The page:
One might think of boondoggle/boondoggling but I'm looking for something a bit different: rather than trying to appear busy without actually being so, I'm trying to find a word or expression to describe the effort to be busy and appear to be busy for the sake of it, without that activity necessarily resulting in anything useful or meaningful. Showing off as hard working doing meaningless work, or being more concerned with being busy than being productive or helpful; doing useless work to appear hardworking, showing off work without adding to the bottom line etc.

Maybe this describes the ethos of many a corporate environment, especially in the aftermath of large companies sending their employees to work from home.

2 Answers 2



the practice of doing less work than one is able to, while maintaining the appearance of working

It refers to a con of putting a layer of gold on a brick.

The person himself is a goldbricker as a consequence.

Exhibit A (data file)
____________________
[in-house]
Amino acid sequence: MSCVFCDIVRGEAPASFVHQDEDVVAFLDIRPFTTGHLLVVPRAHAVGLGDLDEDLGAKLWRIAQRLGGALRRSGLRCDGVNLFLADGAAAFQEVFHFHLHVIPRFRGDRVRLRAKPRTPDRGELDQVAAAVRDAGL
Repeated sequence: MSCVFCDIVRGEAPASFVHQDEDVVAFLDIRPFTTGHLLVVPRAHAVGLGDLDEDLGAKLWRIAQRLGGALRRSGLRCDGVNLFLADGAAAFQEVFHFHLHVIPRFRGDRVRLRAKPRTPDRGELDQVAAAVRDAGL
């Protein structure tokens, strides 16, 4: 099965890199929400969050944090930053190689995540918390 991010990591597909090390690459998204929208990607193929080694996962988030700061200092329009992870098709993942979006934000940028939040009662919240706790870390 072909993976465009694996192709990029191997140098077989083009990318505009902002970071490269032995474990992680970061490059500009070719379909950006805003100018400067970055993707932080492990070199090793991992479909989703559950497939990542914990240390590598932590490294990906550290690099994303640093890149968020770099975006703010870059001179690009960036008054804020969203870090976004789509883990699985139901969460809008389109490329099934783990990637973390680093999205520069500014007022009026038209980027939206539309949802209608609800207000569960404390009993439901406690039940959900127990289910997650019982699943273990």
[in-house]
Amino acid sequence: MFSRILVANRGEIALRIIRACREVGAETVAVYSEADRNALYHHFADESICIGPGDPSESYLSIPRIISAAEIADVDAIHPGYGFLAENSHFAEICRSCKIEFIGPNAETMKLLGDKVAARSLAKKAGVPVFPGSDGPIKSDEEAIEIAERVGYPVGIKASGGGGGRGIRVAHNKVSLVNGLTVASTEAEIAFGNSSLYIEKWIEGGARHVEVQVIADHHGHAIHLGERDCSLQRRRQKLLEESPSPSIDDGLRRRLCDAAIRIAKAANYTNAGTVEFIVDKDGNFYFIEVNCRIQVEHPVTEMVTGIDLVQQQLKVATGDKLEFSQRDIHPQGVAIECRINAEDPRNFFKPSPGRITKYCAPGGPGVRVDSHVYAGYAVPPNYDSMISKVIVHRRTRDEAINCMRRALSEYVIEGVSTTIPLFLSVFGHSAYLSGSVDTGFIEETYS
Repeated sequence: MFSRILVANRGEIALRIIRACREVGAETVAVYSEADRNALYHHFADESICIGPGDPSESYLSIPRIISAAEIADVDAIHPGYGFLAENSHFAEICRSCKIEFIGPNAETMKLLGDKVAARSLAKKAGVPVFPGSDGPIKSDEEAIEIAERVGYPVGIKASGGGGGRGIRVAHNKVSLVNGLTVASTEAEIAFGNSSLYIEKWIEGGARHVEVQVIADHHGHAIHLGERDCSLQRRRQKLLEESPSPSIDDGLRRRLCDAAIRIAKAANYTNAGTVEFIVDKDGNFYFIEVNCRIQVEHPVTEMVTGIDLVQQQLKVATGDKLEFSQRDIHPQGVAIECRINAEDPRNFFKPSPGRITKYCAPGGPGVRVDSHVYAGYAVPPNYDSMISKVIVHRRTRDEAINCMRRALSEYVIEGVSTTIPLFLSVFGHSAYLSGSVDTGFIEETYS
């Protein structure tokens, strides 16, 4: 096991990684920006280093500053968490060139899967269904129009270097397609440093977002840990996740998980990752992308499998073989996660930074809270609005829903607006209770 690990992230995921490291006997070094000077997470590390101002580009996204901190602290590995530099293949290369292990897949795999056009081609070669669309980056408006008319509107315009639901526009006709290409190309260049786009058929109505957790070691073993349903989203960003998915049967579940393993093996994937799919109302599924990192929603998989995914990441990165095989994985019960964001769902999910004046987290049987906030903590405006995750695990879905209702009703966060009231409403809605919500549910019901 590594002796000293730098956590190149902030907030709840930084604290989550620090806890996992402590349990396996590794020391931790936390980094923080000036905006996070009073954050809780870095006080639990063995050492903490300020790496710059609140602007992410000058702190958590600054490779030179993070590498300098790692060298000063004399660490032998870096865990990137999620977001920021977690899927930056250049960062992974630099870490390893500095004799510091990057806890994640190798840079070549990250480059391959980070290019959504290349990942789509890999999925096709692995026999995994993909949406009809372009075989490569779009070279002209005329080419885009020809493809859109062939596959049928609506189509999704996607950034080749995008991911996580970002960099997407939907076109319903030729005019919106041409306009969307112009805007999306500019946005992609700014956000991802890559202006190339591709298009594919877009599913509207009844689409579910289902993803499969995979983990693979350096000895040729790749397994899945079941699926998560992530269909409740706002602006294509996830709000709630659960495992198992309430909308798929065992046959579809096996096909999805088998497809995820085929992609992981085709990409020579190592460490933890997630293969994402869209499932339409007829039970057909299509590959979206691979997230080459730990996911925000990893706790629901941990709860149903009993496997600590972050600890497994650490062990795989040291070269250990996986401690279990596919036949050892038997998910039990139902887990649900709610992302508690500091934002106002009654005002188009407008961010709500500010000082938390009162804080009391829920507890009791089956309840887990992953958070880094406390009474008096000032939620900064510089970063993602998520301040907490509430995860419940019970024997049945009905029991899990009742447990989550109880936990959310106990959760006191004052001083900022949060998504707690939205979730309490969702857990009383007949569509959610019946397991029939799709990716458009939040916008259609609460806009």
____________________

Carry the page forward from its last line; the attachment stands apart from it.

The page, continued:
They may be "swinging the lead". The phrase probably derives from a past past technique of lowering a lead weight on a line from a ship to determine the depth of water. Some lazy sailors would do it slowly, badly or for too long so as to appear busy without actually doing very much.

  • Thanks. Well maybe, but is is sort of boondoggling isn't it? I think there's an earnestness to what I'm trying to describe, almost as if they believe what they do is contributing to something even if it clearly isn't. And they're definitely busy, except they wasting company time and money in being so and trying to appear so.
    – Dennis M.
    Sep 21, 2020 at 21:33
  • We don't see "boondoggle" used much in the Britain but I thought it meant a large and useless expensive project rather than a personal thing. But I see the parallel, when the work continues uselessly until the money runs out. Thanks.
    – Anton
    Sep 21, 2020 at 21:50
  • Busy work. en.wikipedia.org/wiki/Busy_work
    – Kris
    Sep 22, 2020 at 2:34

Your Answer

By clicking “Post Your Answer”, you agree to our terms of service and acknowledge that you have read and understand our privacy policy and code of conduct.

Not the answer you're looking for? Browse other questions tagged or ask your own question.